Monday, August 27, 2007

Cool Stuff

See the Moon turn red

On August 28, the Moon will plunge through Earth's shadow, and the United States' West Coast sees the best show.


August 23, 2007
The spectacular eclipse occurs the morning of August 28. Circumstances favor observers west of the Mississippi, who missed out on the March lunar eclipse. Better still, this event marks the first central lunar eclipse since 2000.

A central eclipse is one where part of the Moon passes through the center of Earth's shadow. This results in a longer-lasting eclipse, and it likely will result in a more darkly colored Moon at totality. The Moon's northern edge passes through the shadow's center, which means its northern half will look noticeably darker than its southern half.

The penumbral part of the eclipse begins at 3:54 a.m. Eastern Daylight Time. The first hint of shadow won't be visible to East Coast observers until at least 4:30 a.m. Watch the Moon low in the southwest as the limb near Oceanus Procellarum gradually darkens.

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Check out an Unusually cool video.


More cool stuff-

Huge hole in universe surprises astronomers
It's the biggest known void in the cosmos

Two views of the hole in the universe: The left view shows a “cold spot” within the circle on a color-coded image of the full-sky cosmic microwave background, as seen by NASA’s Wilkinson Microwave Anisotropy Probe. The right view shows the same region on the Very Large Array Sky Survey, with blue indicating low radio emissions.


The universe has a huge hole in it that dwarfs anything else of its kind. The discovery caught astronomers by surprise.

The hole is nearly a billion light-years across. It is not a black hole, which is a small sphere of densely packed matter. Rather, this one is mostly devoid of stars, gas and other normal matter, and it's also strangely empty of the mysterious "dark matter" that permeates the cosmos. Other space voids have been found before, but nothing on this scale.

Astronomers don't know why the hole is there.

"Not only has no one ever found a void this big, but we never even expected to find one this size," said researcher Lawrence Rudnick of the University of Minnesota.

Rudnick's colleague Liliya R. Williams also had not anticipated this finding.

"What we've found is not normal, based on either observational studies or on computer simulations of the large-scale evolution of the universe," said Williams, also of the University of Minnesota.

The finding will be detailed in the Astrophysical Journal.


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Scientists found life on Mars back in the 70s

Mars could be home to “extremophiles”

The soil on Mars may indeed be teeming with microbes, according to a new interpretation of data first collected more than 30 years ago.

The search for life on Mars appeared to hit a dead end in 1976 when Viking landers touched down on the red planet and failed to detect biological activity.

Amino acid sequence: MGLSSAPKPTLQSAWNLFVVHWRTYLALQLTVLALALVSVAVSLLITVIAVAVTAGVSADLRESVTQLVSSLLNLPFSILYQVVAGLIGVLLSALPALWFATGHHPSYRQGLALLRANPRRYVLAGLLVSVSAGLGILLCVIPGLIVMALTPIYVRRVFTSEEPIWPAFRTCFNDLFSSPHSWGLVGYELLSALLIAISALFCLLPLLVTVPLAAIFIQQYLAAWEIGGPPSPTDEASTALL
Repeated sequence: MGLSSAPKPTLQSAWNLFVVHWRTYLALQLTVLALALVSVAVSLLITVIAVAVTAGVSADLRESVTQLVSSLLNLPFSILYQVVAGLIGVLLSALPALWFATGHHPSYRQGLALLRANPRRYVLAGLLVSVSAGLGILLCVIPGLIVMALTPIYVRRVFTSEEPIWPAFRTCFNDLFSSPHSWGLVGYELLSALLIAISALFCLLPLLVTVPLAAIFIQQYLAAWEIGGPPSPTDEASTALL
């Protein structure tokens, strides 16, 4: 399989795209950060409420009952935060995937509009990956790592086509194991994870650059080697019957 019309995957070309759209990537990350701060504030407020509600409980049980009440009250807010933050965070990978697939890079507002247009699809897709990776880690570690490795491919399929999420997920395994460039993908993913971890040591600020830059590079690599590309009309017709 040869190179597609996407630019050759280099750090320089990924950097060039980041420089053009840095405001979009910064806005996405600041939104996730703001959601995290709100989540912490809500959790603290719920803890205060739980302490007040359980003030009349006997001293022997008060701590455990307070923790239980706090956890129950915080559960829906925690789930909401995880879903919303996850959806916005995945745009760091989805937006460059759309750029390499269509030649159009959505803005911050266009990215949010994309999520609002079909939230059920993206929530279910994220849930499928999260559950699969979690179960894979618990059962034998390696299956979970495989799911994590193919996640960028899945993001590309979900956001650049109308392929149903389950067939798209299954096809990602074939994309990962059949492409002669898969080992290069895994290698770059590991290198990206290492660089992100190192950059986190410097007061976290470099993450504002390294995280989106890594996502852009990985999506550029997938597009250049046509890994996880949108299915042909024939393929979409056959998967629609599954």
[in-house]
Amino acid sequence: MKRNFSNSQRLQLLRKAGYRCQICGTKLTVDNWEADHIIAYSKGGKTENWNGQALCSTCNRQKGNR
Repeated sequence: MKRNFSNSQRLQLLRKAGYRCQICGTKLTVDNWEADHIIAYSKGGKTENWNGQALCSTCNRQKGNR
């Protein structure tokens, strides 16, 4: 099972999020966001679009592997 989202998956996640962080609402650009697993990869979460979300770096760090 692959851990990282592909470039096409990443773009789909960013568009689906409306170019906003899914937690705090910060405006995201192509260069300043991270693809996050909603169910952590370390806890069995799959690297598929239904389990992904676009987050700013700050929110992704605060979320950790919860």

There was another flurry of excitement a decade later, when Nasa thought it had found evidence of life in a Mars meteorite but doubts have since been cast on that finding.

Today, Joop Houtkooper from Justus-Liebig-University in Giessen, Germany, will claim the Viking spacecraft may in fact have encountered signs of a weird life form based on hydrogen peroxide on the subfreezing, arid Martian surface.

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Death-Defying Mars Rovers: Riders in the Storm



The martian rovers Spirit and Opportunity continue to successfully weather a series of severe dust storms that threaten to cut power to their solar panels, but it's still a day-to-day battle for survival, scientists say.

The pervasive dust in the martian atmosphere, as well as dust settling onto the machinery, impedes the ability of the rovers' solar panels to convert sunlight into enough electricity to supply the their needs. One critical need is to protect each rover's "vital organs" of internal computer, electronics, heaters and batteries from becoming so cold that something might, quite literally, snap.

Both robots are in position to pounce on exciting science targets: Spirit is ready to gather more evidence for long-past explosive volcanic activity in an area dubbed Home Plate; Opportunity is a mere 130 feet (40 meters) from the point where it will enter Victoria Crater.

Ride out the storm

The twin rovers landed on the planet in January 2004. They have wheeled across Mars for far longer than their original 90-day warranties. There's no doubt that the long-lived robots have a special connection to their operators.

"There is a very strong attachment. It has been for many of us our everyday work for years. There's a tremendous bond with them," said John Callas, project manager for the Mars Exploration Rovers at NASA's Jet Propulsion Laboratory (JPL) in Pasadena, California. "We're just going to try to ride out this storm, he emphasized.

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6 comments:

RT said...

The video was cool. Philly has an awesome planetarium. My dad used to take me to it a lot.

My grandmother woke me up one night to watch a lunar eclipse. It is so cool.

The West lucks out this time. They get the best view.

Uber said...

Those @*&^%$#@!

Ah well, I don't have the lens I need to capture an image anyhow. Still, can't wait to see what they manage to capture.

Stew Magoo said...

I always get confused when people talk of life on other plants.

Uber said...

haha

I always get confused when they use words like “extremophiles”.

I think maybe I've met a few of "those". I may even BE one. Oo

Nah....

Ssssteve said...

"Astronomers don't know why the hole is there"

Duh, they are not as smart as they think they are!

Captain America said...

That whole Martian thing with the robots is just way cooool.